Prime Minister Kaja Kallas (Reform) said Estonia needs long-term solutions in managing the soaring energy prices, which would also allow the country to get through an energy crisis without much additional support. She added that lowering VAT on energy does not help anyone.
"Current estimations show that prices should still go down. If we look at the energy carrier prices and then the dynamics of Nord Pool, there is quite a bit of renewable energy. In addition, electricity produced in the Olkiluoto nuclear power plant should hit the market in February, meaning there should be more providers on the market, which should bring prices down some," Kallas said at a government press conference on Thursday.
The prime minister noted that since consumption decreasing as the colder period draws to a close should also help in lowering prices.
"There is a big discussion next Thursday about what are the obstacles of using renewable energies in Estonia, which cannot be used for the network for some reason. So that these obstacles could be dealt with. Kredex, which operates under the Ministry of Economic Affairs and Communications, should also come out with new measures that affect small production and solar panels on private homes, for example, so people could help themselves," Kallas said.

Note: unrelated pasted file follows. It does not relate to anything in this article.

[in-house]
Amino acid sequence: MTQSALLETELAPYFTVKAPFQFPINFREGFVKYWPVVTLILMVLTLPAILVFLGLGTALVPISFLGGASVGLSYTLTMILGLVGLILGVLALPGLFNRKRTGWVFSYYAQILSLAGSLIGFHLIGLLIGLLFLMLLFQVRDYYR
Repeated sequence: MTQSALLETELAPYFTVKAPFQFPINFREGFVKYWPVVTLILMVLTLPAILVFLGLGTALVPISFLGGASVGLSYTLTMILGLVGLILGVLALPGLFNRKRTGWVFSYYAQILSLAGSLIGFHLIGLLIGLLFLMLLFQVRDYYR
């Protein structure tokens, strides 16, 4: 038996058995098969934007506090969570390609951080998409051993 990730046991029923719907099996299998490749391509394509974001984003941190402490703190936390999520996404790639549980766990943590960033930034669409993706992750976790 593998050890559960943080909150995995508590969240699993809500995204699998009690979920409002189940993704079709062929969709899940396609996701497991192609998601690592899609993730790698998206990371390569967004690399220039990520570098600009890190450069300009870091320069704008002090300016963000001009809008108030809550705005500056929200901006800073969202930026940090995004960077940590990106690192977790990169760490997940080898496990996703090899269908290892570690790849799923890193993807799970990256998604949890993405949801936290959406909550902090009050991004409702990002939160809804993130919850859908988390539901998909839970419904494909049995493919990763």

She said Estonia needs solutions to help in the long-term, as well. "I just cannot imagine us having to pay benefits and wanting our prices to remain stable and affordable and for us to have a long-term perspective. The market should operate without us having to support people separately," Kallas said.
The prime minister said about half of Estonia's population is on fixed-price contracts and do not have to worry about peak prices. "If you are afraid, you buy insurance so that there would not be a peak and you would not have to suffer. Electricity providers offer fixed-price contracts, as well," she said, adding that only 10 percent of Finnish consumers are on stock exchange electricity price packages.
"We are creating the options of ensuring stable energy prices and allowing people to help themselves," Kallas said.
She said the government has implemented significant measures to compensate for soaring energy prices and that Reform Party is still not a supporter of lowering VAT on energy. "[Lowering] VAT would have little effect for the consumer - €4 or €5. Will that help for a €1,000 bill? I think they would say that we are laughing at them," Kallas said.
"Since the state does establish energy prices, there is no guarantee that lowering VAT would reflect itself somehow on the consumers' bills, because producers can raise prices if they want to," she added.
Editor: Kristjan Kallaste